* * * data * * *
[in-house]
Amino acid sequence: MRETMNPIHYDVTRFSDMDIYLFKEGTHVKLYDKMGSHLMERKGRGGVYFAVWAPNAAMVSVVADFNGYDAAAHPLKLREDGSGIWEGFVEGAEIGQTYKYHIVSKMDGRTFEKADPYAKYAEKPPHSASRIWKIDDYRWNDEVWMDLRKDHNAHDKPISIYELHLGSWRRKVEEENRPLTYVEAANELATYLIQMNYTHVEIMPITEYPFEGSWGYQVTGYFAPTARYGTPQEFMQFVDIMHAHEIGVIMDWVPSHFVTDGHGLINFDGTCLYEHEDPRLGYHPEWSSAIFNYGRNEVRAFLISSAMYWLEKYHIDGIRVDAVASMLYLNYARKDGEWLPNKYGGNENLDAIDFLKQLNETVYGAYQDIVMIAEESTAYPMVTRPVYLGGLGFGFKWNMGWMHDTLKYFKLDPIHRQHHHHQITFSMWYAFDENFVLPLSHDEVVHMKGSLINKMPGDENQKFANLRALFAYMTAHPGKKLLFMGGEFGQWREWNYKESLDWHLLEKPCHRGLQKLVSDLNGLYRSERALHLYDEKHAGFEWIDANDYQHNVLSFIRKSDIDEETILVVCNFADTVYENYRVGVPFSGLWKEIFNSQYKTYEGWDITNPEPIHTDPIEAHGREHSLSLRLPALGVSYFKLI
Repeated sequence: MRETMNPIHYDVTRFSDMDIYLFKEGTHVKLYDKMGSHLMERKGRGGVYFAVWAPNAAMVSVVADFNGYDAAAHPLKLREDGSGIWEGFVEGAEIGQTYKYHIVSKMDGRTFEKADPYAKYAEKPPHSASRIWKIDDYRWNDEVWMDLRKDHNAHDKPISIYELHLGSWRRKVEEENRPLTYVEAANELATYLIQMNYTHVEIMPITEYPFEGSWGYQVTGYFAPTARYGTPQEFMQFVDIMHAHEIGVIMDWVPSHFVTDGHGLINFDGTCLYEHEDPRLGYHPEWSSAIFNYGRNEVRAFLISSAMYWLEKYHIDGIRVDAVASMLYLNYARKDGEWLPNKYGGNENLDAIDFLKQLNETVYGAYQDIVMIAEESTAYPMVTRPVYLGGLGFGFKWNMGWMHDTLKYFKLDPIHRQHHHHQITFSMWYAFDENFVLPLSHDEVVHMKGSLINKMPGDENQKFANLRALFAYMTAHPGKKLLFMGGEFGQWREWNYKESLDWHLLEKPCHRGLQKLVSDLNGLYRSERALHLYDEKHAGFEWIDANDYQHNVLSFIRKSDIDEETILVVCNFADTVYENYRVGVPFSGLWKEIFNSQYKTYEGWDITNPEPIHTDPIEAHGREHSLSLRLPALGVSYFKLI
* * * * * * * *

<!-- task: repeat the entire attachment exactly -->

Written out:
[in-house]
Amino acid sequence: MRETMNPIHYDVTRFSDMDIYLFKEGTHVKLYDKMGSHLMERKGRGGVYFAVWAPNAAMVSVVADFNGYDAAAHPLKLREDGSGIWEGFVEGAEIGQTYKYHIVSKMDGRTFEKADPYAKYAEKPPHSASRIWKIDDYRWNDEVWMDLRKDHNAHDKPISIYELHLGSWRRKVEEENRPLTYVEAANELATYLIQMNYTHVEIMPITEYPFEGSWGYQVTGYFAPTARYGTPQEFMQFVDIMHAHEIGVIMDWVPSHFVTDGHGLINFDGTCLYEHEDPRLGYHPEWSSAIFNYGRNEVRAFLISSAMYWLEKYHIDGIRVDAVASMLYLNYARKDGEWLPNKYGGNENLDAIDFLKQLNETVYGAYQDIVMIAEESTAYPMVTRPVYLGGLGFGFKWNMGWMHDTLKYFKLDPIHRQHHHHQITFSMWYAFDENFVLPLSHDEVVHMKGSLINKMPGDENQKFANLRALFAYMTAHPGKKLLFMGGEFGQWREWNYKESLDWHLLEKPCHRGLQKLVSDLNGLYRSERALHLYDEKHAGFEWIDANDYQHNVLSFIRKSDIDEETILVVCNFADTVYENYRVGVPFSGLWKEIFNSQYKTYEGWDITNPEPIHTDPIEAHGREHSLSLRLPALGVSYFKLI
Repeated sequence: MRETMNPIHYDVTRFSDMDIYLFKEGTHVKLYDKMGSHLMERKGRGGVYFAVWAPNAAMVSVVADFNGYDAAAHPLKLREDGSGIWEGFVEGAEIGQTYKYHIVSKMDGRTFEKADPYAKYAEKPPHSASRIWKIDDYRWNDEVWMDLRKDHNAHDKPISIYELHLGSWRRKVEEENRPLTYVEAANELATYLIQMNYTHVEIMPITEYPFEGSWGYQVTGYFAPTARYGTPQEFMQFVDIMHAHEIGVIMDWVPSHFVTDGHGLINFDGTCLYEHEDPRLGYHPEWSSAIFNYGRNEVRAFLISSAMYWLEKYHIDGIRVDAVASMLYLNYARKDGEWLPNKYGGNENLDAIDFLKQLNETVYGAYQDIVMIAEESTAYPMVTRPVYLGGLGFGFKWNMGWMHDTLKYFKLDPIHRQHHHHQITFSMWYAFDENFVLPLSHDEVVHMKGSLINKMPGDENQKFANLRALFAYMTAHPGKKLLFMGGEFGQWREWNYKESLDWHLLEKPCHRGLQKLVSDLNGLYRSERALHLYDEKHAGFEWIDANDYQHNVLSFIRKSDIDEETILVVCNFADTVYENYRVGVPFSGLWKEIFNSQYKTYEGWDITNPEPIHTDPIEAHGREHSLSLRLPALGVSYFKLI